Published on November 11, 2013 | by Nina Hoogstraate


Discover art from down under

Wide open spaces: Sidney Nolan’s Ned Kelly, 1946 [couressy of Royal Academy of Arts]


Australia, now at the Royal Academy of the Arts, is the first UK exhibition in more than 50 years to encapsulate 200 years of one nation’s art, culture and history.

Divided into 13 sections, it takes you chronologically from traditional Aboriginal art through Renaissance-style paintings from the 1800s, to early modernism and ends with political and contemporary Australian art.

Opening the doors to the exhibition, you walk into a dark, dome-shaped room with a huge projection of artist Shaun Gladwell riding on a motorcycle down a dusty, desert-like highway.

Moving into the next room, huge canvases with mesmerising patterns fill the walls, and you start to feel engrossed in the tradition of the Aboriginal culture.

Seeing the set of large canvases made by the Martumili artists from Newman, it becomes evident how much of a central role art plays in their life.


The Martu people of Western Australia, whose ancestors date from the earliest human habitation of the country, some 45,000 years ago, are just one of hundreds of Aboriginal communities.

This artistic collective focuses on projects that have strong links to their heritage and culture, and once they finish their large collaborative paintings they perform a ritual to honour their ancestors.

The concept is called Dreaming, which is “a belief and philosophy that describes the balance between spiritual, natural and moral elements of the world”.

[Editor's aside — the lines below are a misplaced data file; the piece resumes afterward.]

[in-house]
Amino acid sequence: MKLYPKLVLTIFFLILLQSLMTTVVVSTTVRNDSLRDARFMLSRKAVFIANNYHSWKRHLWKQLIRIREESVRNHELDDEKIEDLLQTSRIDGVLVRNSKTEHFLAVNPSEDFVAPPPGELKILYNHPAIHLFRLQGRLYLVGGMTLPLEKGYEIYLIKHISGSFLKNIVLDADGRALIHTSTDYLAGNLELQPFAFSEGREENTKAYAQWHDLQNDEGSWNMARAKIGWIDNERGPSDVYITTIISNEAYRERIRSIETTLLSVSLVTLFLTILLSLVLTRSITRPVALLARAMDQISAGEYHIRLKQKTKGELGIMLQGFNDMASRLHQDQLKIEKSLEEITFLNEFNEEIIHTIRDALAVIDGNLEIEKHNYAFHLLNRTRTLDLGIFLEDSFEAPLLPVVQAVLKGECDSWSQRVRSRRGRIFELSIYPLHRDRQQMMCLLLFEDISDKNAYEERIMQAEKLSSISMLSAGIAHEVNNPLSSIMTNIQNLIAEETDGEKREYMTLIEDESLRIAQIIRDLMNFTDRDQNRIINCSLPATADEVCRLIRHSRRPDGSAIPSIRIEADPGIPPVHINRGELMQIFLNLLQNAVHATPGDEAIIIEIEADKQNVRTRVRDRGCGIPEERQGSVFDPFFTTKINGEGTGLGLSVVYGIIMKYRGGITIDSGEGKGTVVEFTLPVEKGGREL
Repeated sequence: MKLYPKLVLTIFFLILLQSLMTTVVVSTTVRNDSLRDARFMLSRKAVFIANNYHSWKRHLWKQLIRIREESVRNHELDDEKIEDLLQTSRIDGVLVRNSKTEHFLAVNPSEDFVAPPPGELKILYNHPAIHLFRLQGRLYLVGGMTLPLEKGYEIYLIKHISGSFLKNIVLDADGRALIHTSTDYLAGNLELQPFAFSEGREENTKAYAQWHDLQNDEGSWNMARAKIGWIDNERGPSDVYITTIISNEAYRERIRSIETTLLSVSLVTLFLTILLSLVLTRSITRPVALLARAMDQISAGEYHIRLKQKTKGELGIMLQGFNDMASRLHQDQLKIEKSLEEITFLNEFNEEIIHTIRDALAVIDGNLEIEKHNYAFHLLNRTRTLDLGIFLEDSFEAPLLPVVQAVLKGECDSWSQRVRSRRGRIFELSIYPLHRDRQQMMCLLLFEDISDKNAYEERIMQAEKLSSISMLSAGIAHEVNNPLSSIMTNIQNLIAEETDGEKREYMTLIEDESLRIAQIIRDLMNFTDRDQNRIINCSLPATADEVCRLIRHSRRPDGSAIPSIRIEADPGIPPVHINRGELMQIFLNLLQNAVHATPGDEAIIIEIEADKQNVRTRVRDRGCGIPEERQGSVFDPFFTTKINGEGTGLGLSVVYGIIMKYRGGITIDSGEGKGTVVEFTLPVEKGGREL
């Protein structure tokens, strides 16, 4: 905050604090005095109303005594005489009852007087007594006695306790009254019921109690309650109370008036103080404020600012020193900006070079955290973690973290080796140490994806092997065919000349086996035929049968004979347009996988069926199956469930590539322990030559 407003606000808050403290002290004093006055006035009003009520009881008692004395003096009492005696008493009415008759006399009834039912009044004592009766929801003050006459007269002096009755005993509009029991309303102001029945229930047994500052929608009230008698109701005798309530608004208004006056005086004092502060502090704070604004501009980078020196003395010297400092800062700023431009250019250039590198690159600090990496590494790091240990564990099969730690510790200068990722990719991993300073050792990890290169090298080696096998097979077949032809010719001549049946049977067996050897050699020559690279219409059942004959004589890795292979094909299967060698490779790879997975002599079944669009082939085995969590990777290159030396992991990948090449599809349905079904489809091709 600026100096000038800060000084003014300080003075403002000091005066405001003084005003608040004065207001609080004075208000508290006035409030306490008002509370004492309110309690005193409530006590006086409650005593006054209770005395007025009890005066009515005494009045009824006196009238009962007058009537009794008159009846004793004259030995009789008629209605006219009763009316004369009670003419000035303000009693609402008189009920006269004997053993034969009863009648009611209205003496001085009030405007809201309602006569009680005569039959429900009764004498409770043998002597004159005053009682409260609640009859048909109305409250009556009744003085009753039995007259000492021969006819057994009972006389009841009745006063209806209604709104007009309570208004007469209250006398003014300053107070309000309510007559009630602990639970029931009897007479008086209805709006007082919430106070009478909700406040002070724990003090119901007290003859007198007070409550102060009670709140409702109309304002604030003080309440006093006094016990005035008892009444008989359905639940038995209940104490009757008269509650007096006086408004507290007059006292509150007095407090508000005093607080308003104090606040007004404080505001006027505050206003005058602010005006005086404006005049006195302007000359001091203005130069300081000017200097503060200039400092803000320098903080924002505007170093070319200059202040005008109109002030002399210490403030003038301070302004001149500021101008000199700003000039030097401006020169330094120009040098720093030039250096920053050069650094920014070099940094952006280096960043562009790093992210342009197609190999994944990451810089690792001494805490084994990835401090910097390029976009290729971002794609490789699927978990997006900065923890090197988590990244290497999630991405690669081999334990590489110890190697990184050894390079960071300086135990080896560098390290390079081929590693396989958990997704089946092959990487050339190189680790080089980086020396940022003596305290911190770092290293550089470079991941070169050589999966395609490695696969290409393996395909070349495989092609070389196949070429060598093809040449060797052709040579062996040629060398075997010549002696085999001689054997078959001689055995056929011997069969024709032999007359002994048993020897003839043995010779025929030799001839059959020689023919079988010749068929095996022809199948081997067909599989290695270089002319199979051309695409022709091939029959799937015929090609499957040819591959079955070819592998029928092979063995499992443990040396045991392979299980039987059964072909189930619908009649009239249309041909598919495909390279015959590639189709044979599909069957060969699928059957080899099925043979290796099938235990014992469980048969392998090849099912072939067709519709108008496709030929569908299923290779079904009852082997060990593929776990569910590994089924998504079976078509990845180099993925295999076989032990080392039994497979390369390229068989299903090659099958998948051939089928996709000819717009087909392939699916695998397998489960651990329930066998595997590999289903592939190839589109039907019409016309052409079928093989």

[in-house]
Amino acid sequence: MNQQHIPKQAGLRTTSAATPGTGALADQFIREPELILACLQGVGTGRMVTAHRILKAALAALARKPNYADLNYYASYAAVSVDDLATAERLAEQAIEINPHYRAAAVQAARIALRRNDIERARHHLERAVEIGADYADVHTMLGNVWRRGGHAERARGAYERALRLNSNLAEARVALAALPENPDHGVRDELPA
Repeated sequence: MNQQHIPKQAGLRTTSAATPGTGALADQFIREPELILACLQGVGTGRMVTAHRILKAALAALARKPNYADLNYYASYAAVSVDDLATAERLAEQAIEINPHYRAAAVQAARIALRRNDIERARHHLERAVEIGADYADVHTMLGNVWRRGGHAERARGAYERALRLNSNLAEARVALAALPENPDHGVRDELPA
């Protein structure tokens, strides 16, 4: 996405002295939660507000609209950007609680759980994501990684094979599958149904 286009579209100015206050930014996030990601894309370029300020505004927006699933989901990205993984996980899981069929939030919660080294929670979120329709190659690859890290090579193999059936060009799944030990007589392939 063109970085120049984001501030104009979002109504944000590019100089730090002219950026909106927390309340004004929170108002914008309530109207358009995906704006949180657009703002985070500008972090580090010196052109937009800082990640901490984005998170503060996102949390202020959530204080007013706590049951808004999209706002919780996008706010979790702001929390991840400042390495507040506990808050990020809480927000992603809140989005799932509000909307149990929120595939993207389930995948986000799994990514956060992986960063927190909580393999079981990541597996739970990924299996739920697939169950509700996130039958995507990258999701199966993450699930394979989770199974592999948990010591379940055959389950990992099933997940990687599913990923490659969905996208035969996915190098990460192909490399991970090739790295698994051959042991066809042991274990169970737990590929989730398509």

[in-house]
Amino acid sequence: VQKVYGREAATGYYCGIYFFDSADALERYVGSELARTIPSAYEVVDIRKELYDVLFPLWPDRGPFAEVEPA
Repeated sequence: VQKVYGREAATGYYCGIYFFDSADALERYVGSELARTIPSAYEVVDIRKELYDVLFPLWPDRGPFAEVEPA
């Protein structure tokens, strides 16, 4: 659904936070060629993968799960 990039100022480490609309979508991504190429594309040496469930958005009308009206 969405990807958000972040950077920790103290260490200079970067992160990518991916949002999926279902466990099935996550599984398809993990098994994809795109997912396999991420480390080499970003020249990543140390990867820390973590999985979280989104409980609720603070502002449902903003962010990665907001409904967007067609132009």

Most traditional Aboriginal art makes use of earthy colours, and detailed dotted and mosaic- esque swirls, with many of the conventional works created on eucalyptus bark with natural pigments.


Also featured in the exhibition is the wondrous photograph-like painting, Evening Shadows, Backwater of the Murray, South Australia by H.J. Johnstone, which hangs in the gallery, and is the most copied painting of Australian landscapes.

Approaching the Australian Impressionism section of the exhibition, you can’t help but notice Sidney Nolan’s harsh, bright and colourful The Ned Kelly Series pieces. The Irish-Australian Robin Hood is a notorious part of Australia’s history, making this collection of work by Nolan as a distinct part of the exhibition.

Coming into the contemporary section, there are a number of attention-grasping designs and photography. The tricky thing with modern art is you often feel you lose the origin of where the piece is made.

There seems to be no direct, obvious connection that a particular work is from a specific place; it can be from everywhere. This can be seen as both positive and negative; in this case, I believe it was the least exciting selection in the exhibition.

Overall though, it was a fascinating, beautiful and culturally enriching display of authentic artwork; something you can experience for yourself until December 8.

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